Chincoteague Has Immunity

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By Linda Cicoira — The Town of Chincoteague and three staff members were protected by sovereign immunity — “a doctrine that says they cannot commit a legal wrong” — in a $750,000 lawsuit that alleged “unwanted and unauthorized chemicals” sprayed for mosquito control by town workers caused the late Joseph W. Abell to suffer severe personal discomfort, respiratory distress, and other damages.

Judge W. Revell Lewis made the determination Wednesday and also ruled the spray was not a nuisance that would affect the public and that the spray did not amount to trespassing. 

A six-member jury was selected Tuesday and evidence from both sides was heard. But before closing statements were made or the jury could begin deliberations, motions asking Lewis to dismiss the complaints convinced the judge there was no merit to the allegations.

Lawyer Kevin Martingale, of Virginia Beach, who represented widow Geraldine Florence Abell, claimed former Town Manager Robert Ritter, Public Works Director Harvey William Spurlock Jr., and Mosquito Control Supervisor Robert Joseph Watson were negligent in their duties to keep her property from being sprayed.

Martingale said despite that the Abells’ property was added to a list of those not to be sprayed, the sprayings occurred often, if not daily, with no prior notice. Joseph Abell died in January 2016.

Geraldine Abell showed the jury her husband’s photo from his last Christmas, and she presented letters her husband wrote to the town that asked that the spraying cease. 

“His opinion was the town didn’t care and that’s about it,” she said. “He was angry. He was a person who lived in the town. His opinion didn’t matter.”

Abell said her husband retired in 1975 when he was 38 because he had a brain aneurysm. He was a heavy smoker and developed emphysema, a chronic lung disease, COPD (chronic obstructive pulmonary disease), and asthma. She said the mosquito spray caused his problems to worsen.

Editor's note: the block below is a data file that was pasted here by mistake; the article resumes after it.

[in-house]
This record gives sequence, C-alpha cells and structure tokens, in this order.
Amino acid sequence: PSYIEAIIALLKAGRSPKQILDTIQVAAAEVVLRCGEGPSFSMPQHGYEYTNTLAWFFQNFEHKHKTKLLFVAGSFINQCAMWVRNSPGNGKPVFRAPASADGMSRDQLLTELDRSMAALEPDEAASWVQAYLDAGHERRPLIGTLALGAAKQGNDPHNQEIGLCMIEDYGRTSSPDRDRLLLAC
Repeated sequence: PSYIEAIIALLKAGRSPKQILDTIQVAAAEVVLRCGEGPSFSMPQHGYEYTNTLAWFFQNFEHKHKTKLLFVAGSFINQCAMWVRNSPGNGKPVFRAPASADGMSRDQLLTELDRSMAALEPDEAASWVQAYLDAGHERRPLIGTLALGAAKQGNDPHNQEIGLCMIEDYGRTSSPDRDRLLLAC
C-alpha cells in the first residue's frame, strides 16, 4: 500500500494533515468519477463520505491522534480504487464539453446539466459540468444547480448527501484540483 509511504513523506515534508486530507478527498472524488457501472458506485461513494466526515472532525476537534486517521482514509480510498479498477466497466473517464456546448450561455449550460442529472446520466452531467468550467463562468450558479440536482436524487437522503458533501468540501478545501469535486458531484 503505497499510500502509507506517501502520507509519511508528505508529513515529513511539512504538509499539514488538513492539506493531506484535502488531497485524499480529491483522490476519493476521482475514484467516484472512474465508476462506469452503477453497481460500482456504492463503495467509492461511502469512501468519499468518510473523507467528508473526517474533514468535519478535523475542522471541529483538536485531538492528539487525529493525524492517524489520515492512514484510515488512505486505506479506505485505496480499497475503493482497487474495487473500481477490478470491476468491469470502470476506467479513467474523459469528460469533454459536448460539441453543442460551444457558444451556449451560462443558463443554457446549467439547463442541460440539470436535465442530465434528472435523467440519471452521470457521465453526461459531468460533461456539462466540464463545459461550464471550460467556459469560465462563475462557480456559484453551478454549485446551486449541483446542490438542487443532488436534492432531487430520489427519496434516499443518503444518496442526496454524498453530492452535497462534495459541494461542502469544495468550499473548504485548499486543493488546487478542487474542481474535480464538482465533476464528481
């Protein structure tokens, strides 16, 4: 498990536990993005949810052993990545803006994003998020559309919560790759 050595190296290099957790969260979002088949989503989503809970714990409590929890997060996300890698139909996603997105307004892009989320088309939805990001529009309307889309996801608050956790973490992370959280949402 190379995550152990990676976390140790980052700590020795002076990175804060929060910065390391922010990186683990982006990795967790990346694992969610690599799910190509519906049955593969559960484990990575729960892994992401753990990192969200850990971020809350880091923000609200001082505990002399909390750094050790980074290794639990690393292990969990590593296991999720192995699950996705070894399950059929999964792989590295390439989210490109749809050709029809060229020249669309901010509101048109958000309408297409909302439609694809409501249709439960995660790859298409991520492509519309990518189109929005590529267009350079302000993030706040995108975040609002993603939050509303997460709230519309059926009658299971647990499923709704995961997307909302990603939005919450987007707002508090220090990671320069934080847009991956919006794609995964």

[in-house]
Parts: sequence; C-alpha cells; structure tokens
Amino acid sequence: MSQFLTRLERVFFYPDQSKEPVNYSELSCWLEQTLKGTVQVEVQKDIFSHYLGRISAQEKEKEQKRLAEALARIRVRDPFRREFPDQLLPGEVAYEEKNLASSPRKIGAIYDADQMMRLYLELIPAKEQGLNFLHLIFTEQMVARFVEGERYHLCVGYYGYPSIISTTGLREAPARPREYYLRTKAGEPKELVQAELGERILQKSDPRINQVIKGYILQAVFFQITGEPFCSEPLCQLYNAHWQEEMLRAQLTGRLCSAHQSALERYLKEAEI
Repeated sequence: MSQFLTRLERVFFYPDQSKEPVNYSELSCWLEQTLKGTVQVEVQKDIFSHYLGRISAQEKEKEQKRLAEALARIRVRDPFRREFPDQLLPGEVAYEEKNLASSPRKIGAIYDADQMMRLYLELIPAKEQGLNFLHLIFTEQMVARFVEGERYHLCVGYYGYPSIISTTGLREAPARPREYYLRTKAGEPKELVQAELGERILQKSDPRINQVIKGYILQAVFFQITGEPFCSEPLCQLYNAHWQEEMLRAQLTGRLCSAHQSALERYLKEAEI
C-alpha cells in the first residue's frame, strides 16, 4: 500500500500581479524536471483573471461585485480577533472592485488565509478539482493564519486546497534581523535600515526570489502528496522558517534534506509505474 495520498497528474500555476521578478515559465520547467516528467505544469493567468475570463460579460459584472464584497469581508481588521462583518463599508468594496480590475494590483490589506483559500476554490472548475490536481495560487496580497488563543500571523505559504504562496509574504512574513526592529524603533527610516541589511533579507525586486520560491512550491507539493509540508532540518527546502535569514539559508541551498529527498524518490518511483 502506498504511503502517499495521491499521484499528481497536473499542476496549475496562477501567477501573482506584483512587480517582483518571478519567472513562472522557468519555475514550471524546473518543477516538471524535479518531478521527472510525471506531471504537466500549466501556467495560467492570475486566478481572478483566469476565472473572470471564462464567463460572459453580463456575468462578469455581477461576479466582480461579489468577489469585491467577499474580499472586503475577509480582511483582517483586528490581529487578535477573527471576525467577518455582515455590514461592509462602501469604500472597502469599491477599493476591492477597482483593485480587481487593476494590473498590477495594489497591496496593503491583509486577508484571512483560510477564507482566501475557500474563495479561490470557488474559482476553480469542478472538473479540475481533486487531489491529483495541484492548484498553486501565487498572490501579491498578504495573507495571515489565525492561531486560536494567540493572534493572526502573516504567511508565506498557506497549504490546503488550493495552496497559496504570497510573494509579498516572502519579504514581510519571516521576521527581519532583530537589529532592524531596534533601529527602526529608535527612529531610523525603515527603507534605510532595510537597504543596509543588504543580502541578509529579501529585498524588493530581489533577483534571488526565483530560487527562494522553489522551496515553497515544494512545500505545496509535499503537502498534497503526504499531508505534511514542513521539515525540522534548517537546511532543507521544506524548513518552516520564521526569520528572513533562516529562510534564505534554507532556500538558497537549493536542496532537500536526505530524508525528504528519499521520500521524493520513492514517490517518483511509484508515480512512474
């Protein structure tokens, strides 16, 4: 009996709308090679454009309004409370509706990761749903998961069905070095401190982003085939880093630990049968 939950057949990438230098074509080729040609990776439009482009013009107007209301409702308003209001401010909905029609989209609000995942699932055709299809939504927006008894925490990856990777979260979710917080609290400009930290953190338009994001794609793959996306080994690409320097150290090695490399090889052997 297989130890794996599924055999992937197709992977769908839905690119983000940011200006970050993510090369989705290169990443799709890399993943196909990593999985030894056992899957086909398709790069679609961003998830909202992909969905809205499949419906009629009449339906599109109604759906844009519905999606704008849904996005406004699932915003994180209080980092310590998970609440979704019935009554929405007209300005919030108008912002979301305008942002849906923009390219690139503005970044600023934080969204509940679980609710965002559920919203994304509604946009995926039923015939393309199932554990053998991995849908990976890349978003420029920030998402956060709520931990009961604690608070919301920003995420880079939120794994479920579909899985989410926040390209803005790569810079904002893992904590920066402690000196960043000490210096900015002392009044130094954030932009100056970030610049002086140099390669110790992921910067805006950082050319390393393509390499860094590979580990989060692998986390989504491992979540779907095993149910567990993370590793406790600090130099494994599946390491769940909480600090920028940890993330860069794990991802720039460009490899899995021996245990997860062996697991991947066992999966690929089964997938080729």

No medical evidence that her claim was true was presented, according to the court.

“We had our own little pharmacy in the house,” she said. “I’m a nurse. I took care of him.” She said when the smell of the spray would seep into their house, “The look on his face … if you’ve ever seen anyone in pain … I can’t describe it. …  I heard him breathing. It sounded like Rice Krispies after you put the milk on it. Snap, crackle, pop.”

Thomas Walp, of Salisbury, Md., testified that when he first started the spraying job, a route was not provided so he didn’t realize he had sprayed in the road in front of the Abell house until he had gotten past it. He went back to the house and apologized but later wished he hadn’t because of the poor reception he received. 

Geraldine Abell’s complaint stated Ritter had supervisory authority over the other defendants. Spurlock was Watson’s supervisor.

Ritter told a reporter Tuesday that he was living in Maryland and working in Lovettsville, Va., which is in Loudoun County. He was hired as the town’s manager in November 2018.

Ritter was fired from his 10-year job with Chincoteague in November 2016 following a closed session of the town council. After the vote, he was escorted from the premises. Ritter was given 90 days severance pay, about $25,000 of his annual salary of $101,000. In May 2017, he became manager of the Northern Virginia town of Dumfries. Ritter was reportedly fired in August 2018 from Dumfries because “he was not a good fit for the town.” Ritter explained to a Loudoun newspaper that in both situations a new mayor and new council members “wanted to go in a new direction.”

Former Councilman Jim Frese said Ritter lost his job because “he didn’t interact well with people. People would bring a problem to him and it was like it never happened.” Frese told the court when he brought Joseph Abell’s complaint to Ritter, the town manager told him “the Abells were a pain in the ass. He never did anything.”

“If there’s nothing harmful about it (the spray) why is it regulated by the state of Virginia?” Martingale asked before the trial. “It’s obviously very dangerous … Some people have a sensitivity to the spray … he was already a very fragile breather. Letters (were sent) from three doctors. They can’t claim that they didn’t know.”

According to the court file, a letter from Abell’s doctor, Edward Rusche, of Towson, Md., was dated July 2, 2013, and sent to the town regarding Abells’ Chicken City Road home. “His lung functions are critically low and inhaled chemical pollution could cause a further constriction, temporary or even permanent, of the already critically narrowed airways in his lungs. Occupational dusts and chemical pollutions in general are a frequent cause of hospital admissions for severe shortness of breath in patients with asthma, but also for patients who do not have classical asthma but other obstructive airway disease with a bronchospastic component. I would recommend that the effects of mosquito spraying be seriously considered and accommodations be made to minimize the ill effects of Mr. Joseph Abell.”